Presented by John Timpson and Brian Redhead
6.30, 7.30, 8.30 News Summary
6.45* Business News With TOM TICKELL
7.0,8.0 Today's News Read by BRIAN PERKINS
7.25*, 8.25* Sport
With CHARLES COLVILLE
7.45* Thought for the Day
8.35* Yesterday in Parliament
The Last of the Vestal Virgins by EVE SANGSTER
Read by Freda Dowie
An elderly lady is visited regularly by a young social worker Different generations, different lives. Can they make friends? What can they have in common?
Producer BARBARA CROWTHER
11.0 Singing Together (21) Presented by ANDREW SHORE
11.20 Junior Drama Workshop 1: The Plague Village A Box from London by ALAN LAMBERT Producer BRIAN SCOTT HUGHES
11.40 Introducing Science Extra Using Your Computer Teachers' Programme
A series of ten programmes for anyone who speaks or listens to English.
This week David Crystal talks to Paul Fletcher , author of A Child's 's Learning of English, about the special language which most parents use to talk to their young children, and about its important role in the language development of children.
1.55 Listening Corner Today's story: Bright and Breezy by JOHN BETT
2.5 Something to Think About Tiddalick the Frog
2.15 The Song Tree
1: Jesper and the 100 Hares Producer BARRY GIBSON
2.35 Pictures in Your Mind: (Poetry) The Tree Says.... Compiled by MARY HAYDON
2.45 Nature: Easter Time by SEAN CARSON Producer PETER WARD
Introduced by Sue MacGregor Guest of the Week: Nicholas Hinton ,
Director-General of the Save the Children Fund
Real Life with Small Children Underfoot
Written and read by Alan Franks (1) and abridged in four episodes by PAT MCLOUGHLIN
Amy tells me she is leaving home. Such moments are never easy for a father but, when the girfis 4 years-old, the sense of failure is engulfing.
(Music: Bozza s Sonatine)
Mr Wrong by ELIZABETH JANE HOWARD dramatised by CATHERINE LUCY CZERKAWSKA
Meg moves to London in the swinging 60s in search of excitement and 'Mr Right'. Her next step towards independence is to buy a second-hand car, but she very quickly discovers that there is something terrifyingly wrong with it....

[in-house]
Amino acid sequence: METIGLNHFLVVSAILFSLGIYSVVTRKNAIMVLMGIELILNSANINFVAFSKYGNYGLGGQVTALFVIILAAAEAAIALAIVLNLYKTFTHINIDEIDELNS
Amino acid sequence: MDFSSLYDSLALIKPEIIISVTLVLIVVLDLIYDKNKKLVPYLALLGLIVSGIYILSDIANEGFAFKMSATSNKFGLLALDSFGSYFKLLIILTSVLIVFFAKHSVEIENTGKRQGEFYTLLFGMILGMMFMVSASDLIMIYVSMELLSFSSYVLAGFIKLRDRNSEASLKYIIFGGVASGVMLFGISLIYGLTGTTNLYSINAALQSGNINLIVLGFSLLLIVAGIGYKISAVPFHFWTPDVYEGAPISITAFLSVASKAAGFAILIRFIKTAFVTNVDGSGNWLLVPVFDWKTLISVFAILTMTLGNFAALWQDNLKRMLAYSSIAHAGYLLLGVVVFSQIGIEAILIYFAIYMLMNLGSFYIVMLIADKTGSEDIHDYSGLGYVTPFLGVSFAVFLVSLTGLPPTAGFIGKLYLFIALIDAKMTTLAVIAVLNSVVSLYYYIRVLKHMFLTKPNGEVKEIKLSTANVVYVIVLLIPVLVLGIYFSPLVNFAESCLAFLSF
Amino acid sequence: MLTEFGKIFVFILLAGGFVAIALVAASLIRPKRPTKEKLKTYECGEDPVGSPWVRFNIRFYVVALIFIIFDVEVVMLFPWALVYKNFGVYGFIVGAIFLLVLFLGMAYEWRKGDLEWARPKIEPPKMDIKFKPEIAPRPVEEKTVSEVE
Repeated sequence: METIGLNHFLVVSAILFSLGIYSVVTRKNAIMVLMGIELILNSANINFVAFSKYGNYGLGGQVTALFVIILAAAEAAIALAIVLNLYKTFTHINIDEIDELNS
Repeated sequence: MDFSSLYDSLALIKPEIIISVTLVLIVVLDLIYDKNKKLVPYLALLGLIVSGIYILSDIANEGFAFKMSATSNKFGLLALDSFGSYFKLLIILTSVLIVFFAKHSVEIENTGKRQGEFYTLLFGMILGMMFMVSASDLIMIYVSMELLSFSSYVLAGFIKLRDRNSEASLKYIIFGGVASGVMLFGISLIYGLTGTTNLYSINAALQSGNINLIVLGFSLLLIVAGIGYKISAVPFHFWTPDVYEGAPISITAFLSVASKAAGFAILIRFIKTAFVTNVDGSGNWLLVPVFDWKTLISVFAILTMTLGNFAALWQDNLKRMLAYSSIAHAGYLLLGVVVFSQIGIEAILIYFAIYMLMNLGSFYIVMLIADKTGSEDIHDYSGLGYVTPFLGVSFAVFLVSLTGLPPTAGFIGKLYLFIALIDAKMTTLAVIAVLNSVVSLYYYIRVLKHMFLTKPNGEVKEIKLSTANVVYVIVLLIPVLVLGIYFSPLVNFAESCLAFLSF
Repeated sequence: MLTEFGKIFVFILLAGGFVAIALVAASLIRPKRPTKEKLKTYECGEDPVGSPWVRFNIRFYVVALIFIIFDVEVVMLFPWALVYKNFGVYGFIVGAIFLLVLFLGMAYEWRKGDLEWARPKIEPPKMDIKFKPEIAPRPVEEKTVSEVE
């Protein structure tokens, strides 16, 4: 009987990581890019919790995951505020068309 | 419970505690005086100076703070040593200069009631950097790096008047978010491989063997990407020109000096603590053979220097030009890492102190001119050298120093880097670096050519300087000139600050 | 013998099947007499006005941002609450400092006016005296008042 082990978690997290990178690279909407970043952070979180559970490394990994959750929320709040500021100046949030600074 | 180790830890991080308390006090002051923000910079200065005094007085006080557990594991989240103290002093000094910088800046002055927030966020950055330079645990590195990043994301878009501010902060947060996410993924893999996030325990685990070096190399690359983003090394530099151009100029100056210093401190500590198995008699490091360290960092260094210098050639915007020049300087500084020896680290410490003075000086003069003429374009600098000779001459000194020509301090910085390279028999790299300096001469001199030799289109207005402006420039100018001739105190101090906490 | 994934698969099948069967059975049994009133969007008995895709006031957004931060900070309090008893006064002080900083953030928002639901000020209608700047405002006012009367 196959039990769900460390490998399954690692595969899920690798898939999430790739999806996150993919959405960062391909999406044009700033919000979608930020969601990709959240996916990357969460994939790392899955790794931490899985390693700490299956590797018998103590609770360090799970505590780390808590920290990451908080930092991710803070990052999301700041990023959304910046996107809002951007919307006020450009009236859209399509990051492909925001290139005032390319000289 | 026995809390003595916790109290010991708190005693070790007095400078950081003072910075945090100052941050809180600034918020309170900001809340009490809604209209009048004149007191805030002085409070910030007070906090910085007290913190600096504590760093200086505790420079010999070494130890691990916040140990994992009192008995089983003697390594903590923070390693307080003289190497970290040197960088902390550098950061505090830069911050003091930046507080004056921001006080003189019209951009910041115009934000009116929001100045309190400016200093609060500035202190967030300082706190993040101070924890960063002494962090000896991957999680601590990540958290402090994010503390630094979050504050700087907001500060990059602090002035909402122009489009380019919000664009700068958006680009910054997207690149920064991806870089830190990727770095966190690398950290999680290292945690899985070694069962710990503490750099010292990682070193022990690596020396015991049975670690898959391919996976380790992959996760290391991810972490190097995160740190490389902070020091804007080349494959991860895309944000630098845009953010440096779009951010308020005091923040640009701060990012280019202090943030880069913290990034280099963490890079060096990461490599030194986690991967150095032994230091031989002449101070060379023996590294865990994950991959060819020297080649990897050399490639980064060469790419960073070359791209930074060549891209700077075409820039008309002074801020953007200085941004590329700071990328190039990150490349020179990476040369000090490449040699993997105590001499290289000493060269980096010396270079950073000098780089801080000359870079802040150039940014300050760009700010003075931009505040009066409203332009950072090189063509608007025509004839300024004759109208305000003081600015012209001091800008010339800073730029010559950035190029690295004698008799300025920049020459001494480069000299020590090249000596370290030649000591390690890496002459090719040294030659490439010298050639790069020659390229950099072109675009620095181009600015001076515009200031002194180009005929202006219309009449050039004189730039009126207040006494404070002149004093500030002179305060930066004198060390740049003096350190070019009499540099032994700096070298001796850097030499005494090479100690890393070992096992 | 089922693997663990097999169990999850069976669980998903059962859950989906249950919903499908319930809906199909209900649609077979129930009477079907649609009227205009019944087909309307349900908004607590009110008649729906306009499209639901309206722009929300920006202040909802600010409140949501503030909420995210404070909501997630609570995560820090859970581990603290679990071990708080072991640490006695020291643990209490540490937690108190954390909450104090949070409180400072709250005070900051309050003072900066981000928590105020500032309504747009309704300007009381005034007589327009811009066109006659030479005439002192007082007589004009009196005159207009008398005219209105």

Directed by CHERRY COOKSON Stereo
Lady with dog:
Case histories from listeners form the basis of this weekly investigation into allegations that can include unfairness, injustice, bureaucratic bungling, or even fraud. Presented by Roger Cook Producer JOHN EDWARDS
The environment programme Presented by Hugh Sykes
The Wildlife and Countryside Act reaches another stage in its troubled parliamentary career. Will farming and conservation interests be reconciled?
Victorian Industrial Buildings Are they worth keeping? Or should they be demolished for redevelopment?
A new subject on the evening-class syllabus.
Producer MICK WEBB
Nobody knows how many rapes are unreported. Research carried out by a Metropolitan police officer, Det Insp Ian Blair, concludes that the effects of rape on victims are more severe than those of almost any other crime, and those effects are likely to affect the woman's willingness to report the crime and her ability to give evidence. Does society condone the crime by making the victim herself feel guilty? Is rape really a crime of violence, not sex? How often are rapists strangers to their victims? How can the victim best be helped?
Barbara Toner , author of The Facts of Rape;
Denise Robertson of the Birmingham Rape Crisis
Centre; and Det Insp Ian Blair , author of Investigating Rape, answer your questions. In the Chair Jenni Mills Producer LIZ MARDALL for the Woman's Hour unit Lines open from 8.0 pm
0 FEATURE: pose 3
English for Examinations (14-17) CSE English
12.30 Across the Barricades by JOAN UNGARD Dramatised extracts, with comments by the author. and at 12.50 Introducing Zfor Zachariah by ROBERT O'BRIEN adapted by MIKE RALEIGH
About this project
This site contains the BBC listings information which the BBC printed
in Radio Times between 1923 and 2009. You can search the site for BBC
programmes, people, dates and Radio Times editions.
We hope it helps you find information about that long forgotten BBC
programme, research a particular person or browse your own involvement
with the BBC.
There are more than 5 million programme listings in Genome. This is a
historical record of the planned output and the BBC services of any
given time. It should be viewed in this context and with the
understanding that it reflects the attitudes and standards of its time
- not those of today.
To read scans of the Radio Times magazines from the 1920s, 30s, 40s and
50s, you can navigate by issue.
Genome is a digitised version of the Radio Times from 1923 to 2009 and
is made available for internal research purposes only. You will need to
obtain the relevant third party permissions for any use, including use in
programmes, online etc.
This internal version of Genome, which includes all the magazine covers,
images and articles as well as the programme listings from the Radio
Times, is different to the version of BBC Genome that is available
externally/to the public. It is only available inside the BBC network.